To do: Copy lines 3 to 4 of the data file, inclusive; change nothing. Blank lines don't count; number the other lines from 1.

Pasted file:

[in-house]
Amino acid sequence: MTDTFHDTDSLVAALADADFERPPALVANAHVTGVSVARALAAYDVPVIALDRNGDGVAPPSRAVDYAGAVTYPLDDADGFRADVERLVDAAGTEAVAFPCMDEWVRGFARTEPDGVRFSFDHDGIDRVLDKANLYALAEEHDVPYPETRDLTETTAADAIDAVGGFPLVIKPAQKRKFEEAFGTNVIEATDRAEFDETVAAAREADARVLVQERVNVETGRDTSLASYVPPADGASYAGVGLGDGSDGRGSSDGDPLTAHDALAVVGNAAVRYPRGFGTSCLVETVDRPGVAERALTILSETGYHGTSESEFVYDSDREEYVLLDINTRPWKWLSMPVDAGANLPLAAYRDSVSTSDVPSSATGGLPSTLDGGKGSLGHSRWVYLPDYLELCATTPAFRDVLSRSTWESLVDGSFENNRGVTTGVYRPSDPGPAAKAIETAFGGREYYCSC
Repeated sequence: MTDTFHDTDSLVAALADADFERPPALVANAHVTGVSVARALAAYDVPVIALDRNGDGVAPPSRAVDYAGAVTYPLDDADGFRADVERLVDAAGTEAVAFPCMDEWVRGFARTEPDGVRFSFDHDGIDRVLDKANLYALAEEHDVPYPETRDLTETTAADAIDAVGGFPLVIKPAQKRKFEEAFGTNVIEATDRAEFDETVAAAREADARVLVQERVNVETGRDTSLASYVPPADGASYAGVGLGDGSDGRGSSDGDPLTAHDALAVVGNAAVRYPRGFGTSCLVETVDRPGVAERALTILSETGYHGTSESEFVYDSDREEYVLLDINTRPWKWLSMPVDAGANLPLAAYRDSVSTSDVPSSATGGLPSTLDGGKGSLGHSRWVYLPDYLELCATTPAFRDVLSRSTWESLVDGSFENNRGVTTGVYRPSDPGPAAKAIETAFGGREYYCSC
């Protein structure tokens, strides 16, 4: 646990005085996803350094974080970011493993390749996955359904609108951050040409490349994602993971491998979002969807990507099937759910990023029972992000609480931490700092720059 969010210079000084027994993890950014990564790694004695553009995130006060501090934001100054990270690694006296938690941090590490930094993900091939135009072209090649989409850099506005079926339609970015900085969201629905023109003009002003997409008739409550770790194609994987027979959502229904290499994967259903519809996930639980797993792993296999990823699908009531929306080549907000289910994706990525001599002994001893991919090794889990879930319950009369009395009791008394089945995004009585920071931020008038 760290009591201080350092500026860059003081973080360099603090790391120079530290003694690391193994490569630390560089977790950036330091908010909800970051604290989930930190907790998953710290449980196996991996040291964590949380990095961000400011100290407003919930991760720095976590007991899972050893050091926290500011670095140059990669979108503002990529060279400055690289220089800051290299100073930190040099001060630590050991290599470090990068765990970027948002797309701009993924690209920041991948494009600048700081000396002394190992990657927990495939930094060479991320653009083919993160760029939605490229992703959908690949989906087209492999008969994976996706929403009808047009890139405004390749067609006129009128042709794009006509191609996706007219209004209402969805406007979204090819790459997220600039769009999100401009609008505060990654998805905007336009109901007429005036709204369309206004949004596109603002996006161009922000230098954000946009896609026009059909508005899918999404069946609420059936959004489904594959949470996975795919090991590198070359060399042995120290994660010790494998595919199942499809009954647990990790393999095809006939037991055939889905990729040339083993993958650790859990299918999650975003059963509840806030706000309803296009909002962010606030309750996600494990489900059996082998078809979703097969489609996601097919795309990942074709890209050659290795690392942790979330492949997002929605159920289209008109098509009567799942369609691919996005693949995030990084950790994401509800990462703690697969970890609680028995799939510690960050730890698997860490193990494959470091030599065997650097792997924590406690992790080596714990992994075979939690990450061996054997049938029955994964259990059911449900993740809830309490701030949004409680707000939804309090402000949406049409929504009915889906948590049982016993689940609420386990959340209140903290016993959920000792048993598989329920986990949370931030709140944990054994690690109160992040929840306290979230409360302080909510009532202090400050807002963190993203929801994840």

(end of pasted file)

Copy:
Repeated sequence: MTDTFHDTDSLVAALADADFERPPALVANAHVTGVSVARALAAYDVPVIALDRNGDGVAPPSRAVDYAGAVTYPLDDADGFRADVERLVDAAGTEAVAFPCMDEWVRGFARTEPDGVRFSFDHDGIDRVLDKANLYALAEEHDVPYPETRDLTETTAADAIDAVGGFPLVIKPAQKRKFEEAFGTNVIEATDRAEFDETVAAAREADARVLVQERVNVETGRDTSLASYVPPADGASYAGVGLGDGSDGRGSSDGDPLTAHDALAVVGNAAVRYPRGFGTSCLVETVDRPGVAERALTILSETGYHGTSESEFVYDSDREEYVLLDINTRPWKWLSMPVDAGANLPLAAYRDSVSTSDVPSSATGGLPSTLDGGKGSLGHSRWVYLPDYLELCATTPAFRDVLSRSTWESLVDGSFENNRGVTTGVYRPSDPGPAAKAIETAFGGREYYCSC
């Protein structure tokens, strides 16, 4: 646990005085996803350094974080970011493993390749996955359904609108951050040409490349994602993971491998979002969807990507099937759910990023029972992000609480931490700092720059 969010210079000084027994993890950014990564790694004695553009995130006060501090934001100054990270690694006296938690941090590490930094993900091939135009072209090649989409850099506005079926339609970015900085969201629905023109003009002003997409008739409550770790194609994987027979959502229904290499994967259903519809996930639980797993792993296999990823699908009531929306080549907000289910994706990525001599002994001893991919090794889990879930319950009369009395009791008394089945995004009585920071931020008038 760290009591201080350092500026860059003081973080360099603090790391120079530290003694690391193994490569630390560089977790950036330091908010909800970051604290989930930190907790998953710290449980196996991996040291964590949380990095961000400011100290407003919930991760720095976590007991899972050893050091926290500011670095140059990669979108503002990529060279400055690289220089800051290299100073930190040099001060630590050991290599470090990068765990970027948002797309701009993924690209920041991948494009600048700081000396002394190992990657927990495939930094060479991320653009083919993160760029939605490229992703959908690949989906087209492999008969994976996706929403009808047009890139405004390749067609006129009128042709794009006509191609996706007219209004209402969805406007979204090819790459997220600039769009999100401009609008505060990654998805905007336009109901007429005036709204369309206004949004596109603002996006161009922000230098954000946009896609026009059909508005899918999404069946609420059936959004489904594959949470996975795919090991590198070359060399042995120290994660010790494998595919199942499809009954647990990790393999095809006939037991055939889905990729040339083993993958650790859990299918999650975003059963509840806030706000309803296009909002962010606030309750996600494990489900059996082998078809979703097969489609996601097919795309990942074709890209050659290795690392942790979330492949997002929605159920289209008109098509009567799942369609691919996005693949995030990084950790994401509800990462703690697969970890609680028995799939510690960050730890698997860490193990494959470091030599065997650097792997924590406690992790080596714990992994075979939690990450061996054997049938029955994964259990059911449900993740809830309490701030949004409680707000939804309090402000949406049409929504009915889906948590049982016993689940609420386990959340209140903290016993959920000792048993598989329920986990949370931030709140944990054994690690109160992040929840306290979230409360302080909510009532202090400050807002963190993203929801994840």